Wednesday, 12 September 2012

Chinese offshore purchases suggest economic bubble

It is almost a reflexive negative public reaction in New Zealand whenever a Chinese company purchases an otherwise proud New Zealand business. The North Island’s controversial dairy farms and this week’s Fisher and Paykel Appliance purchases are just two recent examples.

The circulating rumour is that China is buying up large and slowly taking over the world. Beijing certainly seems to be flush with cash from years of strong export profits and is ready to throw those funds into investments.

But why do they not like to invest domestically? This trend of capital flight reveals a less-than-optimistic attitude among China’s elites about the country’s financial future and its ability to safeguard their assets.

Chinese exports increased 2.7 percent year-on-year to US$177.97 billion in August, up from 1 percent in July, according to data released Sept. 10 by the General Administration of Customs. A slowdown in these indicators may point to a larger problem China is facing economically.

It is within living memory that the Japanese behemoth caused similar levels of fear as it purchased huge foreign companies and property. Tokyo knew in the 1980’s what the rest of us didn’t. If it were to invest domestically it would lose everything because the Japanese economy was in a bubble.

When it proceeded to collapse in spectacular fashion it was clear that Japanese investors understood the inherent weaknesses of their economy.

China has bought many assets in the United States such as property in Pebble Beach, the Bank of East Asia U.S.A. located in New York City, and the American whiteware manufacturer Maytag.

Indeed it was Fisher and Paykel’s new shareholder Haier that made the crucial offer of US$16 a share to purchase Maytag in 2005.

The cripplingly low price at which manufacturing or services can be provided has been termed “The China price”. Other countries and companies simply can’t compete with the China price if they wish to make a profit.

This term could also apply, in the inverse, to the way Chinese firms are buying well-known companies around the world at a much higher price than the company is valued, and are so quick to do so.

Daniel Gross of Slate magazine explained in 2005 that purchasing an established American whiteware company carries the added bonus of a well-known and trusted brand name.

For a new entrant, especially a Chinese company, breaking into a target market in a foreign country is incredibly difficult. It is much simpler to buy into a reliable brand like Fisher and Paykel or Maytag.

Below the surface worry of sending important intellectual and agrarian property overseas to a largely opaque country lies a deeper question about the reasons why China is investing heavily in foreign countries and not domestically.

Some have pointed to the looming point where the Chinese economy will outpace the American economy as if these numbers somehow prove Chinese predominance. If this economic success exposes anything it is that China’s miracle growth is unsustainable and probably short term.

This is because China is saddled with a billion people living in poverty, most living in conditions only experienced in sub-Saharan Africa. The United States is not experiencing poverty anywhere near these levels.

What is likely a blip on the American economic radar in terms of growth is equally anomalous for China. Beijing understands the importance of moving away from a GDP growth-oriented economy.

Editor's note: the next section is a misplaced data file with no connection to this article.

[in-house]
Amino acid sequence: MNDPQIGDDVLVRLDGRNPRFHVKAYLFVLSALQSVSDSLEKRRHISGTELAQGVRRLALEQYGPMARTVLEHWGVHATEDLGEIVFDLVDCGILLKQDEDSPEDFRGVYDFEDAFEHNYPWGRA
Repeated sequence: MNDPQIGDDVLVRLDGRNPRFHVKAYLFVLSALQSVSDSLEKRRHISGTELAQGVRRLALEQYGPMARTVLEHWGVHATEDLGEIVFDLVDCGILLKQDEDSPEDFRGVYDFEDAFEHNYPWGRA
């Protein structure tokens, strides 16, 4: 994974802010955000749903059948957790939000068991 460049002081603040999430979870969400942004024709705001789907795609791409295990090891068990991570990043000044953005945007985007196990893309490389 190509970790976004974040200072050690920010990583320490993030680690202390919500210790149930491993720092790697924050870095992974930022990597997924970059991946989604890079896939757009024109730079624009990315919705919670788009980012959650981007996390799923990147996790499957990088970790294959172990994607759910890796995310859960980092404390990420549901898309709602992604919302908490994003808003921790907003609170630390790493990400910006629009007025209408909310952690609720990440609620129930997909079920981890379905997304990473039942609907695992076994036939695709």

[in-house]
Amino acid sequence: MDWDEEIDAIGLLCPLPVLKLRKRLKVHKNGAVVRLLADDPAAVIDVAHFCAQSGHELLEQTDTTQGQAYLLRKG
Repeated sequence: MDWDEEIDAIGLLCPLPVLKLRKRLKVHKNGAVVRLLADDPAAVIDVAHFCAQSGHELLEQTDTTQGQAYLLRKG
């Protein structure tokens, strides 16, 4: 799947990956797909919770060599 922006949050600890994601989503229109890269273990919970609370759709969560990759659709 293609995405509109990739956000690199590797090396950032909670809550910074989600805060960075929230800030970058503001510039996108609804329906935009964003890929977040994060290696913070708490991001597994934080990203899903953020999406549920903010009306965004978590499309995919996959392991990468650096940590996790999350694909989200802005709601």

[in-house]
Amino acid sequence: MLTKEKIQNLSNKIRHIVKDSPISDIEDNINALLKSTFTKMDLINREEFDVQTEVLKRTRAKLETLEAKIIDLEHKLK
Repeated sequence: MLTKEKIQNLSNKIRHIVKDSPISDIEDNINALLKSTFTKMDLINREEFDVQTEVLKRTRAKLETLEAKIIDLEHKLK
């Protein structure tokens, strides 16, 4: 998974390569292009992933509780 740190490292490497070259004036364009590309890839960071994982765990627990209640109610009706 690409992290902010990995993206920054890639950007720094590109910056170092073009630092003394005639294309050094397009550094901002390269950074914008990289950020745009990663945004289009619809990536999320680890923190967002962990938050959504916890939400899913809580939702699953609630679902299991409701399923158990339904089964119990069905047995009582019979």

To continue this growth China must invest more than it consumes. Beijing is struggling to do this due to lack of quality domestic businesses and poor Chinese consumption.  So cripplingly cheap have Chinese exports been and so strong has Beijing’s policy of vigorous lending practises been for citizens that they have to turn to foreign investments simply as a store of wealth.

 As it develops, China is investing less at home and consuming more as living standards increase in the rich coastal regions. The dilemma for Beijing is balancing the inflationary pressures of lending with the threatened social instability resulting from high unemployment rates if that funding dries up.

Unemployed, hungry people do not author civilised letters to their mayors, they always riot. Beijing lives in constant fear of civil instability that it suppresses by supplying cheap lending rates to small and medium Chinese enterprises. These loans are almost always non-performing.

China is also feeling less competitive globally as other developing country’s cheaper goods and services begin to contend with them. Simply put, China is not the only country these days competent enough to deliver quality services and high tech goods at a cheap price.

It is unclear whether the rising Chinese middle class, who are consuming 25 percent of luxury goods by some estimates, can be domestically satisfied with Chinese manufacturing. Chinese industry relies on export capital for survival because its profit margins are so low, in some areas consistently running at a loss.

In this context, the Fisher and Paykel share purchase is a consistent Chinese trend. Yet as they buy overseas assets they are subtly showing not how strong their economy is, but its inherent weakness. Chinese double-digit growth rates were impossible to maintain indefinitely, they are falling now as the economy contracts dangerously.

The widening prosperity gap created by the Chinese elites through offshore investment decisions will further restrain the facility of the country’s poor and middle class to develop.

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